Margaret Moore called recently for advice on the best kind of baked goods to send to troops deployed to Iraq and Afghanistan.
She wanted to ensure her cookies would hold up for shipping and the climate.
Soldiers who have been deployed overseas say drop, refrigerator and sandwich cookies are great to ship, because they’re fairly sturdy and hold up well. Others say bar cookies such as brownies are best.
Oatmeal raisin, peanut butter cookies and sugar cookies are among some of the favorites cited by soldiers.
The jury is out on chocolate chips. Some say chocolate of any kind melts, especially during the warmer months of May through October. Others say the cookies arrive in fine shape.
If you’re worried about the chocolate chips, substitute M&Ms, which work well. Any cakes or cookies with icing are not a good idea.
A colleague of mine shipped her husband’s favorite oatmeal cranberry cookies to him when he was deployed overseas. She packaged them in tins with layers of popped popcorn as packing material. Others suggest stacking the cookies in an empty chip tube, such as those for Pringles.
Blogger Marye Audet sent cookies to her son last year when he was on his second tour in Afghanistan.
“I understand the heart of someone who wants to send some ‘home’ to someone they love,” she wrote on her blog on www.blisstree.com. “I understand praying that the cookies make it and that somehow they will miraculously create comfort and warmth in the heart of the receiver.
“And I know, too, that cookies do exactly that. I know it because once upon a time, many eons ago, in the dark ages, I was in the military too. And I know what it is to close your eyes, stick your face in the box, and smell that amazing scent of ‘home.’ For a moment, you are there.”
Audet uses a vacuum sealer to seal the cookies.
“Seal the bag and then place the sealed bag into a bag that you blow up like a balloon,” she wrote. “Just place the original bag in, zip all but one edge, blow it up like you were inflating a party balloon and finish zipping.”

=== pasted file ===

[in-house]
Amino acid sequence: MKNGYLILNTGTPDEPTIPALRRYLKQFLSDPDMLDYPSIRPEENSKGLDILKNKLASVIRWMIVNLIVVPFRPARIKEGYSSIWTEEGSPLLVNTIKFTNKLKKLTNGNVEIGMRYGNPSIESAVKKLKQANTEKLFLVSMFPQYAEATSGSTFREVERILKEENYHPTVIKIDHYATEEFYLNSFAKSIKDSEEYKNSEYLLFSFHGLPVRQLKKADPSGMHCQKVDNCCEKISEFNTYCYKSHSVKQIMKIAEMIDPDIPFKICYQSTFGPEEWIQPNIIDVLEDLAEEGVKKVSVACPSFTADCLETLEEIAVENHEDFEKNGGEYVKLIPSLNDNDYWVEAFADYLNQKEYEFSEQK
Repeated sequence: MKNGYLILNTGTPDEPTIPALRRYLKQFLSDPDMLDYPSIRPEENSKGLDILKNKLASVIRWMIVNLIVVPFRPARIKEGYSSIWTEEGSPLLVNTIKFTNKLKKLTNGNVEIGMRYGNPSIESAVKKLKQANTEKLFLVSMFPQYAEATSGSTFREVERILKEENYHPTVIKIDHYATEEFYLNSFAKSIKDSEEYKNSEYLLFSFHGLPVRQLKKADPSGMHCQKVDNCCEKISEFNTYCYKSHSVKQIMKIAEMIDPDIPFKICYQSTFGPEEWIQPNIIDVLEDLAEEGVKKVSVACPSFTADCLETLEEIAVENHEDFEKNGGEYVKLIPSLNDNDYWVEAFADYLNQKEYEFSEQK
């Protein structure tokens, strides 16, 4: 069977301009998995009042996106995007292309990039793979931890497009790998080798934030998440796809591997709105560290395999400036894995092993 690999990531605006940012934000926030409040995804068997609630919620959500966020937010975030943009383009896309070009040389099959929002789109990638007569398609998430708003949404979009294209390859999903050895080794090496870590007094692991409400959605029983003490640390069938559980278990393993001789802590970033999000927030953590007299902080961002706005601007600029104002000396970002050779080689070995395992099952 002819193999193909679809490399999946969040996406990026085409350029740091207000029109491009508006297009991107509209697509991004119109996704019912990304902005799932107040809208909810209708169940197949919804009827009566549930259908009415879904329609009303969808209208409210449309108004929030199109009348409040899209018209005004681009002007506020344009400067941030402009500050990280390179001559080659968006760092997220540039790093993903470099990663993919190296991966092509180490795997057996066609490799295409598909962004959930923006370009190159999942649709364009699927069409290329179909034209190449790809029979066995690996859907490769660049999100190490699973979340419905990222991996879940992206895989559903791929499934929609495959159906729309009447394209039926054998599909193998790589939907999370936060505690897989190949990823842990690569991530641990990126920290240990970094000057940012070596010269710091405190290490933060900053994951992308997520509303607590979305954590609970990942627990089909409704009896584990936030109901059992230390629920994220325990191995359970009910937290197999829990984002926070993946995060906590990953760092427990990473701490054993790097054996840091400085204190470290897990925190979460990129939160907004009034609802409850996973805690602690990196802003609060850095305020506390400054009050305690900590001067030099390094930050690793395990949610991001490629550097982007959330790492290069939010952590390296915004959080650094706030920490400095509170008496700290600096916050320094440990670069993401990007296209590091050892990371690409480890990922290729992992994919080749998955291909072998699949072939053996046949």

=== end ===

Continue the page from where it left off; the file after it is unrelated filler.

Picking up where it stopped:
Then she packs the cookies in popcorn and places a packing list inside the box with the recipient’s address as well as her own. (By the way, packages must be sent to a specific soldier due to security concerns.)
Audet includes recipes for some of her cookies that are best for shipping, including chocolate and molasses crinkle cookies, peanut butter cookies and peanut butter blossom cookies.
A recipe for White Chocolate, Cranberry and Macadamia Nut Cookies she recommends is below. The other recipes can be found at www.blisstree.com/ bakingdelights/absolutely- the-best-cookies-to-ship- to-iraq/.
There are also recipes at the Nestle site, www.verybestbaking.com/ promotions/programs/ troops.aspx. The recipe for Creative Pan Cookies follows.
I also turned to a Web site written by Jeanette Cram of www.treatsforthe troops.com for more advice. Cram and volunteer bakers across the country have sent more than 1,877,548 cookies overseas since she started making treats during the Gulf War in 1990.
She was inspired by a letter read by then-President George H.W. Bush. Her site includes many tips for baking and shipping cookies.
Here are some of them:
•Use the cookie recipes off the packages of chocolate chips and oats. If you do not have time to bake from scratch, “extra moist” or cake mix that contains pudding makes a very good cookie.